Tucson processing mail-in ballots; less than a week to go

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TUCSON, Ariz. -- Voters have less than a week to make their choices and mail back their ballots.

The city is already busy processing returned ballots while both parties make their last minute pitches to voters.

Time is running out for the candidates. The ballots are already coming in and both parties claim they have the upper hand.

The political messages are everywhere; on the ground, in the sky and in the home.

"We've seen a series of dishonest smear ads running on television and radio against our candidates," said Pima County Democratic Chair Jeff Rogers.  "How much effect that will have I don't know,"

"I do think the facts need to come out," said Pima County Republican Chair Carolyn Cox.

What effect those ads are having on the ballots flowing in is unclear.  City workers are busy processing thousands of votes. For now just 22 percent of the ballots have been returned, but the city expects that number to grow.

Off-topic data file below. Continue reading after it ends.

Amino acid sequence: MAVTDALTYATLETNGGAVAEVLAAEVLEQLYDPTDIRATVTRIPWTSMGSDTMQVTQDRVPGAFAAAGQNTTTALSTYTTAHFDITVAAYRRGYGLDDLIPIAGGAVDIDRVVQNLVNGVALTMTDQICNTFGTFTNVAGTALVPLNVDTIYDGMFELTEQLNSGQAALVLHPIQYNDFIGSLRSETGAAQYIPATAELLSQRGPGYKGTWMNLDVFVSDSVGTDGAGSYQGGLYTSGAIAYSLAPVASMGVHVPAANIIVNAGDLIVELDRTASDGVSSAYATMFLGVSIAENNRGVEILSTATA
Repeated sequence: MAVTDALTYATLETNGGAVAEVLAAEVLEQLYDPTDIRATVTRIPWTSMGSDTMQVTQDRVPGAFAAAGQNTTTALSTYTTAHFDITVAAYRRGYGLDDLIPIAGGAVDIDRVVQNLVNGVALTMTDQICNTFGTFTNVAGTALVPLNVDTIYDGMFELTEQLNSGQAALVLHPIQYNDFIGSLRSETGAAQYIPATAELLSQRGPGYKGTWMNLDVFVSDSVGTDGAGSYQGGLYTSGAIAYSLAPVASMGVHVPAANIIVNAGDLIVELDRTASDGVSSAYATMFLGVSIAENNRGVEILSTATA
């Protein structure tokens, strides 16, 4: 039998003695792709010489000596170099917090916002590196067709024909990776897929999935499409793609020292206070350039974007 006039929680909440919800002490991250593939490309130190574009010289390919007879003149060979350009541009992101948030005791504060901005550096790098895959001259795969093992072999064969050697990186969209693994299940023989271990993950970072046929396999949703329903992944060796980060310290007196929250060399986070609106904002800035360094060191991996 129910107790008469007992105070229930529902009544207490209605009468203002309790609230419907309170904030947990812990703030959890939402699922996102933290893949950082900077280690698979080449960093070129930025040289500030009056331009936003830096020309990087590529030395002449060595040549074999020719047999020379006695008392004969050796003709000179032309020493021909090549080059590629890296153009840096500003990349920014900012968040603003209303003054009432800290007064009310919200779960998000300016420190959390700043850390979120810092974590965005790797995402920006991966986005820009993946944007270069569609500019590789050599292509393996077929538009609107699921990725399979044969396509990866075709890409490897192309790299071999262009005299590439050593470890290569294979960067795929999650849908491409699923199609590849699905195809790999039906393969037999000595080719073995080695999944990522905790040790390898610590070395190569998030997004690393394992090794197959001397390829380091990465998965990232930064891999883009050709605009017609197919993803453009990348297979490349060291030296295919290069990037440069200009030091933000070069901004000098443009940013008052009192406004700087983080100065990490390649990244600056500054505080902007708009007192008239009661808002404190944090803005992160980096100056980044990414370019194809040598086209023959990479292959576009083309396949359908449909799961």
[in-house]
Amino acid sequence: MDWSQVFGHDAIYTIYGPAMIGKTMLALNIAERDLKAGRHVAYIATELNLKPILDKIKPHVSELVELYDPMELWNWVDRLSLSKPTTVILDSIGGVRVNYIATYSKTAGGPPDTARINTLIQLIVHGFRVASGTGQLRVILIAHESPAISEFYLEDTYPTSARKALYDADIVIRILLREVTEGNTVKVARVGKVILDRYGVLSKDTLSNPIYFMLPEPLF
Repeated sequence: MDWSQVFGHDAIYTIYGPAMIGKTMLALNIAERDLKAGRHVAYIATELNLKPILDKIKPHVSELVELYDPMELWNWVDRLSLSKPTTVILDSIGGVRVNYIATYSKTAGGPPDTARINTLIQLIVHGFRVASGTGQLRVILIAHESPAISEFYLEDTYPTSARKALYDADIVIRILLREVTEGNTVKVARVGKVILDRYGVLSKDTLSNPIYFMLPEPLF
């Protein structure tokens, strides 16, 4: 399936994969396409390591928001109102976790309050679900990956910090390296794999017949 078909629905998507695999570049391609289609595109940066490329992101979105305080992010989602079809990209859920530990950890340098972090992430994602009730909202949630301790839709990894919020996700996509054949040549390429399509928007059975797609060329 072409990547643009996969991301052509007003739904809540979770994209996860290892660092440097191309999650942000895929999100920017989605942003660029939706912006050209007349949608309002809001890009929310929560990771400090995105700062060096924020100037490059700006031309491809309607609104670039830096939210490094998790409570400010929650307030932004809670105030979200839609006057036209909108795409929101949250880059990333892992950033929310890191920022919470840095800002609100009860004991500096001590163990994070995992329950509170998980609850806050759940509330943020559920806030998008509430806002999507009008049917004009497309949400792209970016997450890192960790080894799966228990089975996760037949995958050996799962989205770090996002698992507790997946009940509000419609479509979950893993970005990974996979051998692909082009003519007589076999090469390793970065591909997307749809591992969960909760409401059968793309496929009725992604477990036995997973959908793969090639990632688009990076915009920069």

"The ease of vote by mail will motivate people to mail in their ballots and vote and be part of the process,"

One by one, the city will go through each ballot to make sure it's counted. It's the first vote by mail election in Tucson's history and they want to get it right.

For now, the GOP turnout is just over 2 percent higher than the Dems.

"I'm very confident Tucson will reject Tea Party extremist candidates," Rogers said.

"The response we're getting is people want change in the Democrat controlled city council," Cox said.

The party chairs can say whatever they want, but the voters and their ballots will have the final word.